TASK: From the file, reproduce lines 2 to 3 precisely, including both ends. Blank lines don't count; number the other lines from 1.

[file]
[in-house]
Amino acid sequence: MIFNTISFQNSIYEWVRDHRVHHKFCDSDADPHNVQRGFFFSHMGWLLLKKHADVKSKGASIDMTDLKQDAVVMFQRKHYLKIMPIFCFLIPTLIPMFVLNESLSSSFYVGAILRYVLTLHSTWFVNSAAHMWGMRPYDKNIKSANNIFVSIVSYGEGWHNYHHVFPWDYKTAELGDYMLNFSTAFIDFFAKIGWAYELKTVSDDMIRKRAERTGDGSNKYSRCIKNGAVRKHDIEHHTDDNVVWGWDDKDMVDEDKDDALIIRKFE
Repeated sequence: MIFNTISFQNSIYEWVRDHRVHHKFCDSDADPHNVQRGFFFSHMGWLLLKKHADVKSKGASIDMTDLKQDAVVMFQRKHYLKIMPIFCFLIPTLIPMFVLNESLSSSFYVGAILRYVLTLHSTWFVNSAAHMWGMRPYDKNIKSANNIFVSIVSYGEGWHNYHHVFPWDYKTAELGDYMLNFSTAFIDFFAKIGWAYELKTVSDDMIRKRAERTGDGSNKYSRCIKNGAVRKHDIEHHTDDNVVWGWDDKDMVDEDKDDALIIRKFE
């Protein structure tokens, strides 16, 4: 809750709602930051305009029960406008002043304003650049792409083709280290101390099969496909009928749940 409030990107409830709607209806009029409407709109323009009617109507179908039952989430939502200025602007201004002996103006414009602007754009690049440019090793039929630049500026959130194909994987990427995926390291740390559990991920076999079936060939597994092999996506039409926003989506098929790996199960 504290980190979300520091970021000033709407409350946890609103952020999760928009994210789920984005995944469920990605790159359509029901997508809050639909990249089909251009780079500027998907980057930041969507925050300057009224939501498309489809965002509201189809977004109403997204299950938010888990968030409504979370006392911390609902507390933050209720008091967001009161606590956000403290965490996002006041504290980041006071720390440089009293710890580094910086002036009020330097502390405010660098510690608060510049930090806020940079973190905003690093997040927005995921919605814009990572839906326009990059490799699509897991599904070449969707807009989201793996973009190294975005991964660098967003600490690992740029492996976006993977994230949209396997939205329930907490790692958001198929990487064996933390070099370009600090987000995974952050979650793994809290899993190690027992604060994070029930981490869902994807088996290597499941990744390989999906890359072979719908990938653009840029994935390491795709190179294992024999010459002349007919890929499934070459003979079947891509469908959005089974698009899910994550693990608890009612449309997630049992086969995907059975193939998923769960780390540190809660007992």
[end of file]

Amino acid sequence: MIFNTISFQNSIYEWVRDHRVHHKFCDSDADPHNVQRGFFFSHMGWLLLKKHADVKSKGASIDMTDLKQDAVVMFQRKHYLKIMPIFCFLIPTLIPMFVLNESLSSSFYVGAILRYVLTLHSTWFVNSAAHMWGMRPYDKNIKSANNIFVSIVSYGEGWHNYHHVFPWDYKTAELGDYMLNFSTAFIDFFAKIGWAYELKTVSDDMIRKRAERTGDGSNKYSRCIKNGAVRKHDIEHHTDDNVVWGWDDKDMVDEDKDDALIIRKFE
Repeated sequence: MIFNTISFQNSIYEWVRDHRVHHKFCDSDADPHNVQRGFFFSHMGWLLLKKHADVKSKGASIDMTDLKQDAVVMFQRKHYLKIMPIFCFLIPTLIPMFVLNESLSSSFYVGAILRYVLTLHSTWFVNSAAHMWGMRPYDKNIKSANNIFVSIVSYGEGWHNYHHVFPWDYKTAELGDYMLNFSTAFIDFFAKIGWAYELKTVSDDMIRKRAERTGDGSNKYSRCIKNGAVRKHDIEHHTDDNVVWGWDDKDMVDEDKDDALIIRKFE